Every child is different. Their interests vary and it takes time to figure out what might motivate one or another. And while any curriculum requires that children learn certain things, the way you teach your lessons, and how you choose to engage your students in the subject matter, could have a huge effect on how much they learn and retain. If your goal is to get them thinking outside the box, the simplest way to start is by using some common sense. What are you really trying to teach students? What is at the heart of every lesson, from math and science to reading and writing? You want to prepare your students not only for their exams and for the next grade level, but also for life. All learning, at its core, is designed to help kids develop the knowledge and skills they will need to function beyond their schooling. So begin with practical applications
Are you teaching them about the Civil War? Have them take on the persona of members of the Union and the Confederacy, then discuss the problems they are facing with the war. This will allow them to get into the head space of another person, one whose challenges were vastly different from the ones they face today. Understanding history, from a personal perspective, will make it a lot more interesting and easy to remember. You’re also allowing them to express their own feelings and ideas through a character, a creative expression that will help them grow mentally and emotionally. You can also change up delivery methods for reports. Instead of having students write reports and read them to the class, they can create a video, a song, a blog, or represent their ideas pictorially. All of these activities will access and engage various areas of the brain, expanding their ability to think in different ways.
Another way to foster creativity is through a change of venue. While you may not have the resources to take your students on regular outings, you can still work outside the restrictions of a classroom. Move all the desks to the wall and have students sit in a circle for class discussions. Or take it outside when the weather is nice so kids can enjoy the sunshine, fresh air, and open space. If you’re studying the rotation of the planets, bring out some sidewalk chalk to mark the path that different planets will take. Then have the kids walk it out. They’re sure to appreciate the lesson a lot more when it involves multiple sensory inputs. Just be sure that every student gets involved.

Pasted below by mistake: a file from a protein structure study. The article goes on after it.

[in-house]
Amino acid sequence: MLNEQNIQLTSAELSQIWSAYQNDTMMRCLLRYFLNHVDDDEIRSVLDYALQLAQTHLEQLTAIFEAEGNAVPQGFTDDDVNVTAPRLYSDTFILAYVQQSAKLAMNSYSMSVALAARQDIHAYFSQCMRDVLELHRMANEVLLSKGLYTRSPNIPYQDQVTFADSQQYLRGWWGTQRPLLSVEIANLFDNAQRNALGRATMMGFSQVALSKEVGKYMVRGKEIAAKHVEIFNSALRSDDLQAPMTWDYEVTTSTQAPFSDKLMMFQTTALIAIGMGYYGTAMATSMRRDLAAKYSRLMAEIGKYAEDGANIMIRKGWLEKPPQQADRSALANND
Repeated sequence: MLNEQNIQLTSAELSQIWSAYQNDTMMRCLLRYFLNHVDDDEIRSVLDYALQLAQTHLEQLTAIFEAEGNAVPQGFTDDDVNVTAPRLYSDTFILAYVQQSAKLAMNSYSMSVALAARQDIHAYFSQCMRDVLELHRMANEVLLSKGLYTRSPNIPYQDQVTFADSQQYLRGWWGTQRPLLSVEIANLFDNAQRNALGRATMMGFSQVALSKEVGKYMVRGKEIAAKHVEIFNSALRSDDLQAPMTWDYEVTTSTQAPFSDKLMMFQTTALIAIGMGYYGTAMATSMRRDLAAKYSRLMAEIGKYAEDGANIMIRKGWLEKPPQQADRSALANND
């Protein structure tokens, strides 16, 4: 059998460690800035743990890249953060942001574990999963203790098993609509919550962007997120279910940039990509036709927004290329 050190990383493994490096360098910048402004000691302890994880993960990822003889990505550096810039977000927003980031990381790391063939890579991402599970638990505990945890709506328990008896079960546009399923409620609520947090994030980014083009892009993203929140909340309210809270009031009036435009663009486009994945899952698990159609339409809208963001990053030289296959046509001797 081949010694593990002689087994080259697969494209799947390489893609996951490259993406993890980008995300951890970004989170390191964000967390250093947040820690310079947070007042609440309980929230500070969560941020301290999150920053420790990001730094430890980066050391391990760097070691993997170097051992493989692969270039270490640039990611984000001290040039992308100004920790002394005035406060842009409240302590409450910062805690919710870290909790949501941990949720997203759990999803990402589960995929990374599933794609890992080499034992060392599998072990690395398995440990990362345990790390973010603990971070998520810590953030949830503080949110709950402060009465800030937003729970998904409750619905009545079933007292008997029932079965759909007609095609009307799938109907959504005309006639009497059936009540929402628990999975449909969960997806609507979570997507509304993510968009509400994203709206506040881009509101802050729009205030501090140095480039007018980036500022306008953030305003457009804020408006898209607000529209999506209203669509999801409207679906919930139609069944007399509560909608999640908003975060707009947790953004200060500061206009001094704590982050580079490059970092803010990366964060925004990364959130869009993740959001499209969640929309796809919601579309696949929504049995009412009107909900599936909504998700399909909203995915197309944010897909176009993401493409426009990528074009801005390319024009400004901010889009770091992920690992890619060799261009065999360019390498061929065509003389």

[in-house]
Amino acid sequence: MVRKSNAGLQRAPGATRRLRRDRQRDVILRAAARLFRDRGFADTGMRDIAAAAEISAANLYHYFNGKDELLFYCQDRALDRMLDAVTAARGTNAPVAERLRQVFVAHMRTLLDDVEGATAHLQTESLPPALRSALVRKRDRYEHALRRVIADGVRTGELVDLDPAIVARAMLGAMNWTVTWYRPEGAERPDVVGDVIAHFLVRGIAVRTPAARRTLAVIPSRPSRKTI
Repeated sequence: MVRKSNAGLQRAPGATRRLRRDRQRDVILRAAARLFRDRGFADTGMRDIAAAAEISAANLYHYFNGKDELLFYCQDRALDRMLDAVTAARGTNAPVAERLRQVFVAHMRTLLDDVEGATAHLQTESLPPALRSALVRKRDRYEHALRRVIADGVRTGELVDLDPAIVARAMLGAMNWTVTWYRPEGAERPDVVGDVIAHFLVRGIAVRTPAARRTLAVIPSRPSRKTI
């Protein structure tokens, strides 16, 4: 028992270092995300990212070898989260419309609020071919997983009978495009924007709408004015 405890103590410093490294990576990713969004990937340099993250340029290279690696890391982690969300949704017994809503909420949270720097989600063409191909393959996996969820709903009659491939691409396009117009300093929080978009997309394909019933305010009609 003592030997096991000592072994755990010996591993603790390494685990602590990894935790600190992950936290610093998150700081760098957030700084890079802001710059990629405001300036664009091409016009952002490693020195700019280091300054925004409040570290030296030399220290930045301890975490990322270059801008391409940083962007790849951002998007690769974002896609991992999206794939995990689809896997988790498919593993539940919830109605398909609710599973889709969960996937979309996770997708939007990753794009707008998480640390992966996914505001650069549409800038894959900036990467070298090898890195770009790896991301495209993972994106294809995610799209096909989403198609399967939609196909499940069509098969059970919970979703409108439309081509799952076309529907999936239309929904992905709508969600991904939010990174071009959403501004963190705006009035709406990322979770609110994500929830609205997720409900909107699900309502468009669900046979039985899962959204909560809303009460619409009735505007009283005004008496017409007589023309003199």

Finally, get feedback. Go straight to the source and ask the kids what they like and dislike about different lessons. You can use their comments constructively to help you determine new and interesting ways to teach other lessons. Spicing up your class by trying something new, incorporating their interests, and allowing them to participate in the process is only going to improve their ability to navigate the world in creative ways. You want them to be flexible, innovative, and confident, so take the time to really listen to them. Everyone has the potential to be creative if their unique talents are adequately nurtured.
Alexis Montgomery is a content writer for Online Universities, where you can browse through various online degree programs to find a college that suits your needs.
Posted on the Successful Teaching Blog by loonyhiker (successfulteaching at gmail dot com).